Session 2: Political Economic Theory
- Avidit Acharya, Stanford University
- Steve Callander, Stanford GSB
- Hülya Eraslan, Rice University
- Dana Foarta, Stanford GSB
- Thomas Palfrey, California Institute of Technology
This session will bring together researchers from political science and economics who apply economic theory to the study of politics. This includes work in the areas of voting theory, political bargaining, policy-making and implementation, lobbying and regulation, and the media and information environment in which politics takes place. The session will encourage productive dialogue between researchers in economic theory that have developed ideas and tools relevant to the study of politics, and those in political science who study questions and topics that can be addressed by economic theory.
In This Session
Thursday, July 22, 2021
Short Term Political Memory and the Inevitability of Polarization
We analyse a dynamic model in which voters use past observations to learn about the optimal outcome but have a finite memory. Political parties are self-interested, with polarised ideal policies, and voters with party loyalty are responsive to a certain degree to parties whose policy is based on a better interpretation of past observations. We show that short-term memory leads to political cycles of polarisation and convergence. Historical periods of convergence lead parties to polarise, whereas periods of historical polarisation imply convergence of platforms. More generally our framework allows us to model the strategic use of biased histories in political competition such as the use of nostalgia.
A Theory of Non-Democratic Redistribution and Public Good Provision
This paper proposes a new theoretical definition of (non-)democracy based on two “political rights” parameters ( η, k) that capture the extensive and intensive margin of the population’s ability to replace the incumbent; and an “individual rights” parameter λ that captures the degree to which individual citizens are protected from political retribution. Within the rules of the game specified by ( η; k; λ), two office-motivated politicians compete for power by making promises to citizens. The policy space features a trade-off between redistribution and public good provision. I study two types of public good: one that delivers egalitarian benefits, the other that delivers non-egalitarian benefits. I find that when political rights are stronger, and/or individual rights are weaker, competition drives politicians to treat citizens more equally and to provide the egalitarian public good more efficiently. Regimes, where political and individual rights are perfectly protected, give politicians incentives to treat citizens inequitably for political advantage; these regimes provide the non-egalitarian public goods efficiently.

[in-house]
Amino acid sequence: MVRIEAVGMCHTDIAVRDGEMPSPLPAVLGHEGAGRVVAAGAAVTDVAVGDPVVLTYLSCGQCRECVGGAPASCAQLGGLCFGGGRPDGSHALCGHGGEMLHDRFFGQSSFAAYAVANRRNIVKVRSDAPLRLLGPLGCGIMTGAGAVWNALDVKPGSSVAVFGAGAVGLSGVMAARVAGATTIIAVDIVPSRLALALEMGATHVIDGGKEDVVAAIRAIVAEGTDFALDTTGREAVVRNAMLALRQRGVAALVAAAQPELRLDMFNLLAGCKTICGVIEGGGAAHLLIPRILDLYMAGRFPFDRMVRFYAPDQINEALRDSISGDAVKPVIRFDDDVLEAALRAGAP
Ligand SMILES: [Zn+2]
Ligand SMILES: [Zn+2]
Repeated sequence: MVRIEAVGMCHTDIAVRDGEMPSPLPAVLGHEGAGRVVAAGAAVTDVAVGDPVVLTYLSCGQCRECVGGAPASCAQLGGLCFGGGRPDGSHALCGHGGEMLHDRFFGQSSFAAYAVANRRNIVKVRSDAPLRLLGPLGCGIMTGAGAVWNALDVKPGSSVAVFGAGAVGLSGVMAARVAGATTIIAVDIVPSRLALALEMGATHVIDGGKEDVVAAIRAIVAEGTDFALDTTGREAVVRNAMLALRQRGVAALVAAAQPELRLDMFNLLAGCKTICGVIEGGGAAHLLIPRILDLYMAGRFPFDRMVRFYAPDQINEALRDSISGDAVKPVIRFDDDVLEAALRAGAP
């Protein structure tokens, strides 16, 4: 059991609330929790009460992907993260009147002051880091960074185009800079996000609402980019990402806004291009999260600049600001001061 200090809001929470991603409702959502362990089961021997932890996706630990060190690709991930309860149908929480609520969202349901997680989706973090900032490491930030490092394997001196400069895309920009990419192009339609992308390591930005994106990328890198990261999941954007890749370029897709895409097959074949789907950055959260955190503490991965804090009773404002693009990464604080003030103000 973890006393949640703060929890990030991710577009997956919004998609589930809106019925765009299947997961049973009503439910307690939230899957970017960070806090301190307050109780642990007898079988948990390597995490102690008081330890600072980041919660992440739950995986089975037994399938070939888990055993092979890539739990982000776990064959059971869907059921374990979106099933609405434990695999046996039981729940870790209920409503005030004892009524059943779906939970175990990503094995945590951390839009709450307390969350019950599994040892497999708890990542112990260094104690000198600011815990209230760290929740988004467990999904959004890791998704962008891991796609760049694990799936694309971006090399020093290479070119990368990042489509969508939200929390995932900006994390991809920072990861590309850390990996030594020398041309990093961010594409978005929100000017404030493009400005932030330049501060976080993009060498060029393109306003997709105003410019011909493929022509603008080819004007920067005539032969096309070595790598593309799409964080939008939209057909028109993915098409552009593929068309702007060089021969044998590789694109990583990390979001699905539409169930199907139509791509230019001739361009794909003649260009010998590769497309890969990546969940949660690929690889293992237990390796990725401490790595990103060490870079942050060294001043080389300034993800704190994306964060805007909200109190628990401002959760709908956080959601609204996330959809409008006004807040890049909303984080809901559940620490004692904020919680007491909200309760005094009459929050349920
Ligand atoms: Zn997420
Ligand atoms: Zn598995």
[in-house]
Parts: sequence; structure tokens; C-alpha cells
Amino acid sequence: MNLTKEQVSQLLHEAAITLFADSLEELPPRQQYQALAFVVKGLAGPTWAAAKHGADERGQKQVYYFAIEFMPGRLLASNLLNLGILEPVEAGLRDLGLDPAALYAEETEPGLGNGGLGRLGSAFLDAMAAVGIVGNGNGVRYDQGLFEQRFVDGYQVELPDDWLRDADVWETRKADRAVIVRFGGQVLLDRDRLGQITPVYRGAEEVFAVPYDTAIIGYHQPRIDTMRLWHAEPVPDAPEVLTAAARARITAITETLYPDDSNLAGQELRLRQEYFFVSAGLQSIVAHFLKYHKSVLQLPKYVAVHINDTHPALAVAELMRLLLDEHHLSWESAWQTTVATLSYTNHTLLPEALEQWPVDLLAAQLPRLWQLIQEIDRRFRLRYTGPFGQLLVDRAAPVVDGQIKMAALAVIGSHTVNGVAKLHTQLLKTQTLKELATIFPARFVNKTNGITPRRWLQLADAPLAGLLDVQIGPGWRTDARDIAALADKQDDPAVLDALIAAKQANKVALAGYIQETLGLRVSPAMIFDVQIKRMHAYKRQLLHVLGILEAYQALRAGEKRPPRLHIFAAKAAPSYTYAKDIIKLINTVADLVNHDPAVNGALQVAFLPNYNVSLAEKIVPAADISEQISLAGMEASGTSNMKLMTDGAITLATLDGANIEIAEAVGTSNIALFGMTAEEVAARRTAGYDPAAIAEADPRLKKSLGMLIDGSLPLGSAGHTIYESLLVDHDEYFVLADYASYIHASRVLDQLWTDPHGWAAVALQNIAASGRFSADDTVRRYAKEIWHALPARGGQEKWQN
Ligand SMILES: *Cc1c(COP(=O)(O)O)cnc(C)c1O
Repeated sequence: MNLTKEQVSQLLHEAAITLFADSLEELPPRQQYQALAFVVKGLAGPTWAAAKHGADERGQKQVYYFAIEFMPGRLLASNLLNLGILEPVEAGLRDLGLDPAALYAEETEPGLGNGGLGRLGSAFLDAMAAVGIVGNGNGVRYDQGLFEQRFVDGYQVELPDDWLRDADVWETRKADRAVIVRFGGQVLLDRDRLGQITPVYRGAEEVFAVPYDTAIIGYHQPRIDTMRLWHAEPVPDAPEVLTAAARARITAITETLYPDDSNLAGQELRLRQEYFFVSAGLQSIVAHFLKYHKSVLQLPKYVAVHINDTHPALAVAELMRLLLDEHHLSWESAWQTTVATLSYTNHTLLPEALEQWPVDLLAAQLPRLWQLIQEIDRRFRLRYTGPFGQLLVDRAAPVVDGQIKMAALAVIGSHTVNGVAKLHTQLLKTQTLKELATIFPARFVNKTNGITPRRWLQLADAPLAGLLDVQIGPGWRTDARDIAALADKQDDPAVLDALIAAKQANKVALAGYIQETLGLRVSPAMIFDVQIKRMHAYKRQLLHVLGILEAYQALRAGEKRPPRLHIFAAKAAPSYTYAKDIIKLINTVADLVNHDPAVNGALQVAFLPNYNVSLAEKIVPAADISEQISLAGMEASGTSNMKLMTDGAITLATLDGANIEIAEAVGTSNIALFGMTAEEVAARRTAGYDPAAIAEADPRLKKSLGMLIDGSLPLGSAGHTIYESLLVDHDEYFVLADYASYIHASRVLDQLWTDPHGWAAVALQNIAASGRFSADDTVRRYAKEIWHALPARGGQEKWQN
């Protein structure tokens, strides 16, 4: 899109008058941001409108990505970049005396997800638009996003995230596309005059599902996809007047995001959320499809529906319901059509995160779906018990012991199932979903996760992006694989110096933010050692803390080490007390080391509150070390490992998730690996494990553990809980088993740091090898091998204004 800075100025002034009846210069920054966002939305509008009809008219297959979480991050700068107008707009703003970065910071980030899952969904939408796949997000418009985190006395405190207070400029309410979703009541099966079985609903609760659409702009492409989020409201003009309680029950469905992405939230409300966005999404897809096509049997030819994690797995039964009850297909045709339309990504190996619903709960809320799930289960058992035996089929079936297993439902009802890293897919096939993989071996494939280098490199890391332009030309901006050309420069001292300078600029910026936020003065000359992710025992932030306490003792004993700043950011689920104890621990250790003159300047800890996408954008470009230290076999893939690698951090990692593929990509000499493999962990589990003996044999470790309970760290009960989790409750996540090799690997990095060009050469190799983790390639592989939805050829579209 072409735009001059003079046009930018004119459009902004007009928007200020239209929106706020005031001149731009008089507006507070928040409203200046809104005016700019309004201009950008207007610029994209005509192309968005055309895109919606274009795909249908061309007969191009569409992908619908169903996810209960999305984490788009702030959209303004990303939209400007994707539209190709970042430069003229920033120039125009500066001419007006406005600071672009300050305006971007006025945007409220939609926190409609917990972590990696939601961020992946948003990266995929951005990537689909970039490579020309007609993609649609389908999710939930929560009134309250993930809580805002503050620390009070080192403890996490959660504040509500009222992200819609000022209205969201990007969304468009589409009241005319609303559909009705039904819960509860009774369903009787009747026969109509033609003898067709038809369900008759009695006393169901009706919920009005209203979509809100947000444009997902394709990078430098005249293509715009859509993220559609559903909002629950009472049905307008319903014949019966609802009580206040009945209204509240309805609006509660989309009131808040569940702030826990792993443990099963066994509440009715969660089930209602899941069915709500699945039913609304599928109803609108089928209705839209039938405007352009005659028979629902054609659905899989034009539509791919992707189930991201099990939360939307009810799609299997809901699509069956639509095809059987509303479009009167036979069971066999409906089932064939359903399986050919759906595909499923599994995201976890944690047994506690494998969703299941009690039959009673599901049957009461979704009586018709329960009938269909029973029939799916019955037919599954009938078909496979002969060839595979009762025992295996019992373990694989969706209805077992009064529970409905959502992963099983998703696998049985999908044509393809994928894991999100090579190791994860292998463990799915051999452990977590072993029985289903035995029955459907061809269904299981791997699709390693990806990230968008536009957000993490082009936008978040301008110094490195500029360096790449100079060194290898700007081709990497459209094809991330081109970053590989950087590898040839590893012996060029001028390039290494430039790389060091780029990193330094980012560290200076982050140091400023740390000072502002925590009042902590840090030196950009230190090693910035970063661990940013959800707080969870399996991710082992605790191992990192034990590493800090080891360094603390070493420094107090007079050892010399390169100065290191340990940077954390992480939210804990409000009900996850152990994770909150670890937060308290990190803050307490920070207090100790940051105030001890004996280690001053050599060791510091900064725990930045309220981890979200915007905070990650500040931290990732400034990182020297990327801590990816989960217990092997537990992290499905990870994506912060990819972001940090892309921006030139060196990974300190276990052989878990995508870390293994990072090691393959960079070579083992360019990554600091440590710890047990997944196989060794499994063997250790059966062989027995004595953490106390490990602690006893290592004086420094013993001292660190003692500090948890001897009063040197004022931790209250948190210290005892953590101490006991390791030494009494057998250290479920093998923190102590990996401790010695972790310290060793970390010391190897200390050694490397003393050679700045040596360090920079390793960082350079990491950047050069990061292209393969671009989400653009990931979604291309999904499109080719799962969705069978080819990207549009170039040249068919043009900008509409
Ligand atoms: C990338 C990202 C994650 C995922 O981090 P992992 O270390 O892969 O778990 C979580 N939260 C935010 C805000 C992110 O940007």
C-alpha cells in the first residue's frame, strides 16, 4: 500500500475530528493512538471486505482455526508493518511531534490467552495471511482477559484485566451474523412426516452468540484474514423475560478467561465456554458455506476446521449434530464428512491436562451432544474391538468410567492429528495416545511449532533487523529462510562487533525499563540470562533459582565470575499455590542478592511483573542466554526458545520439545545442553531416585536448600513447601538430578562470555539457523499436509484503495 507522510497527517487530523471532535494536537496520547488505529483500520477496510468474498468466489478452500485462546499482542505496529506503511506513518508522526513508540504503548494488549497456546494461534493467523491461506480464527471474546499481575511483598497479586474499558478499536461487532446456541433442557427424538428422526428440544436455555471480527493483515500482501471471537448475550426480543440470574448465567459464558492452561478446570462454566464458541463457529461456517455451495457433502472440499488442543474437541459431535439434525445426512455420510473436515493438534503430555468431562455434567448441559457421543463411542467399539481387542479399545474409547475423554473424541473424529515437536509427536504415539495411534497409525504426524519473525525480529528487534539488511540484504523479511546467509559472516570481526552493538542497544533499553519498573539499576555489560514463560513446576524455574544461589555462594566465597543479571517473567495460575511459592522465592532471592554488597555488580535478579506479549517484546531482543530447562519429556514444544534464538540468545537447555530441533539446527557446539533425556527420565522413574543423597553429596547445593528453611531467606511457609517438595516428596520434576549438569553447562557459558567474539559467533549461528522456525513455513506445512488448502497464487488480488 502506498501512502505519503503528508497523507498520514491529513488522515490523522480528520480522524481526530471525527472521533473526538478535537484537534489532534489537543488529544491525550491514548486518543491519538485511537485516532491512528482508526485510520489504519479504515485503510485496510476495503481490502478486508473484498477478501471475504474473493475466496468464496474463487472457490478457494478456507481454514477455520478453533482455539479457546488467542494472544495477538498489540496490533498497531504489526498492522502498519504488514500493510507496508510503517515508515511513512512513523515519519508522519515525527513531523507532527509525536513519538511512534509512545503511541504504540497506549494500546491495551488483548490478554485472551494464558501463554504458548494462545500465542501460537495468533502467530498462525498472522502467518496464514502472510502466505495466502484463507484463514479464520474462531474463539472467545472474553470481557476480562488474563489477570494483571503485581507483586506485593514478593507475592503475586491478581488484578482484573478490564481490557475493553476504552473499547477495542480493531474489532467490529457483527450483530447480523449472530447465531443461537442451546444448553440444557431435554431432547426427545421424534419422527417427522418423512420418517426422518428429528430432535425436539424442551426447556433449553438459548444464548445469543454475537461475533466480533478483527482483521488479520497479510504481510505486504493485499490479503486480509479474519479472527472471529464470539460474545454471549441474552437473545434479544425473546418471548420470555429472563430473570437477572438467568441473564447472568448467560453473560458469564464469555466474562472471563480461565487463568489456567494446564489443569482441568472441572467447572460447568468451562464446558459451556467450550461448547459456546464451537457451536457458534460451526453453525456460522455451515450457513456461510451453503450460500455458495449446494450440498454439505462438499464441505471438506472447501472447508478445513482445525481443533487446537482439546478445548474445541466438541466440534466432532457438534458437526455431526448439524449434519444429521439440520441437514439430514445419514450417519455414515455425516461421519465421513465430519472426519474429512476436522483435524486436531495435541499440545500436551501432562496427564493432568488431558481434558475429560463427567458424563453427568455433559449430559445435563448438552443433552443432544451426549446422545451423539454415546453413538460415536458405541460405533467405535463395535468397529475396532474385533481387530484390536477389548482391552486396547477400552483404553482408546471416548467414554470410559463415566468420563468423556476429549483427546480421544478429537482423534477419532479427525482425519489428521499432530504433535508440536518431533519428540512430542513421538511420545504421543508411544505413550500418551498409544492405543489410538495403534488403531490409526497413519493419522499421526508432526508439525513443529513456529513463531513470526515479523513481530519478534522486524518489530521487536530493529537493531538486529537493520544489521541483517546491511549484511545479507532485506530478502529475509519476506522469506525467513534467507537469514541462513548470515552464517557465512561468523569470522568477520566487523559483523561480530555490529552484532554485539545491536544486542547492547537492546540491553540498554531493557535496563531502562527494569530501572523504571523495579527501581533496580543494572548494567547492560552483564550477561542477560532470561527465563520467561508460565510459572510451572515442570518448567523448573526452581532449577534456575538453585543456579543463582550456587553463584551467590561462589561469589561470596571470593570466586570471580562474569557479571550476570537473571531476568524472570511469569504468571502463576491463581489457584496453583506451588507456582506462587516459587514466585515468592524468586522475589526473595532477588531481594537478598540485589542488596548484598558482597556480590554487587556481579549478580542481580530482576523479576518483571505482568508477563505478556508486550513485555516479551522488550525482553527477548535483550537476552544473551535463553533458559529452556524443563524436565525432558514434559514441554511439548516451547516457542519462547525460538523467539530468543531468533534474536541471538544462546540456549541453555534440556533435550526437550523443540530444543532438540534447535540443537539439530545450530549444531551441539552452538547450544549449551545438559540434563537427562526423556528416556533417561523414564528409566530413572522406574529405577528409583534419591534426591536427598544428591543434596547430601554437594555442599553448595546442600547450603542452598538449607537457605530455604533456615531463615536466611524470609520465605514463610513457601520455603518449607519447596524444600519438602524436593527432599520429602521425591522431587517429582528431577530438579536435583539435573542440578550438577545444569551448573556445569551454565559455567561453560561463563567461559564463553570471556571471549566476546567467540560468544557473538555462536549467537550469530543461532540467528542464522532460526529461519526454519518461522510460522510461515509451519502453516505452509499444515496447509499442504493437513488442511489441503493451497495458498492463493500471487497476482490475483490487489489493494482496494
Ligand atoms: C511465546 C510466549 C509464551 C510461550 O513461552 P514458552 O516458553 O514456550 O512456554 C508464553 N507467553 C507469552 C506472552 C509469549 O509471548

The Economics of Partisan Gerrymandering
In the United States, the boundaries of congressional districts are often drawn by political partisans. In the resulting partisan gerrymandering problem, a designer partitions voters into equal-sized districts with the goal of winning as many districts as possible. When the designer can perfectly predict how each individual will vote, the solution is to pack unfavorable voters into homogeneous districts and crack favorable voters across districts that each contain a bare majority of favorable voters. We study the more realistic case where the designer faces both aggregate and individual-level uncertainty, provide conditions under which appropriate generalizations of the pack and crack solution remain optimal, and analyze comparative statics. All districting plans that we find to be optimal are equivalent to special cases of segregate-pair districting, a generalization of pack and crack where all sufficiently unfavorable voter types are segregated in homogeneous districts, and the remaining types are matched in a negatively assortative pattern. Methodologically, we exploit a mathematical connection between gerrymandering—partitioning voters into districts—and information design—partitioning states of the world into signals.